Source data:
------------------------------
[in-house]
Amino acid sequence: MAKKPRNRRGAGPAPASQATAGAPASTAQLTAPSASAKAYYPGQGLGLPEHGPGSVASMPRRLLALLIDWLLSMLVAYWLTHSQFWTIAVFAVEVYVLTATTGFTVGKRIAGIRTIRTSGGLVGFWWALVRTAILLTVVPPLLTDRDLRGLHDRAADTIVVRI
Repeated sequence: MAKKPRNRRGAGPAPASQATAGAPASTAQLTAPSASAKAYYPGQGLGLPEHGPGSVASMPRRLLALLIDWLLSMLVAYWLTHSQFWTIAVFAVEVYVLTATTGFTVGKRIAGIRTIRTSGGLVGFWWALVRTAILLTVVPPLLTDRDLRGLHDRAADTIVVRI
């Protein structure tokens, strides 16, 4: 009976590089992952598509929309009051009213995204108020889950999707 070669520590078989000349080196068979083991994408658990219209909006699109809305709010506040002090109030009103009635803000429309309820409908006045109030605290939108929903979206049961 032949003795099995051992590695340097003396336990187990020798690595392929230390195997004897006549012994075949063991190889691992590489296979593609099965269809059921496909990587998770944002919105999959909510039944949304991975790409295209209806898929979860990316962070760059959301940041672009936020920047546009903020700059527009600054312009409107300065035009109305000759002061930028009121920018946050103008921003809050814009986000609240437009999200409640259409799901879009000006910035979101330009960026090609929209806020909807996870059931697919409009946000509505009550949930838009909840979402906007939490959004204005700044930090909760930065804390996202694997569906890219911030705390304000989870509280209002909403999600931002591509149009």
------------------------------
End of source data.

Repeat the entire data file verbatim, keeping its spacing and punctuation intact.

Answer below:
[in-house]
Amino acid sequence: MAKKPRNRRGAGPAPASQATAGAPASTAQLTAPSASAKAYYPGQGLGLPEHGPGSVASMPRRLLALLIDWLLSMLVAYWLTHSQFWTIAVFAVEVYVLTATTGFTVGKRIAGIRTIRTSGGLVGFWWALVRTAILLTVVPPLLTDRDLRGLHDRAADTIVVRI
Repeated sequence: MAKKPRNRRGAGPAPASQATAGAPASTAQLTAPSASAKAYYPGQGLGLPEHGPGSVASMPRRLLALLIDWLLSMLVAYWLTHSQFWTIAVFAVEVYVLTATTGFTVGKRIAGIRTIRTSGGLVGFWWALVRTAILLTVVPPLLTDRDLRGLHDRAADTIVVRI
């Protein structure tokens, strides 16, 4: 009976590089992952598509929309009051009213995204108020889950999707 070669520590078989000349080196068979083991994408658990219209909006699109809305709010506040002090109030009103009635803000429309309820409908006045109030605290939108929903979206049961 032949003795099995051992590695340097003396336990187990020798690595392929230390195997004897006549012994075949063991190889691992590489296979593609099965269809059921496909990587998770944002919105999959909510039944949304991975790409295209209806898929979860990316962070760059959301940041672009936020920047546009903020700059527009600054312009409107300065035009109305000759002061930028009121920018946050103008921003809050814009986000609240437009999200409640259409799901879009000006910035979101330009960026090609929209806020909807996870059931697919409009946000509505009550949930838009909840979402906007939490959004204005700044930090909760930065804390996202694997569906890219911030705390304000989870509280209002909403999600931002591509149009």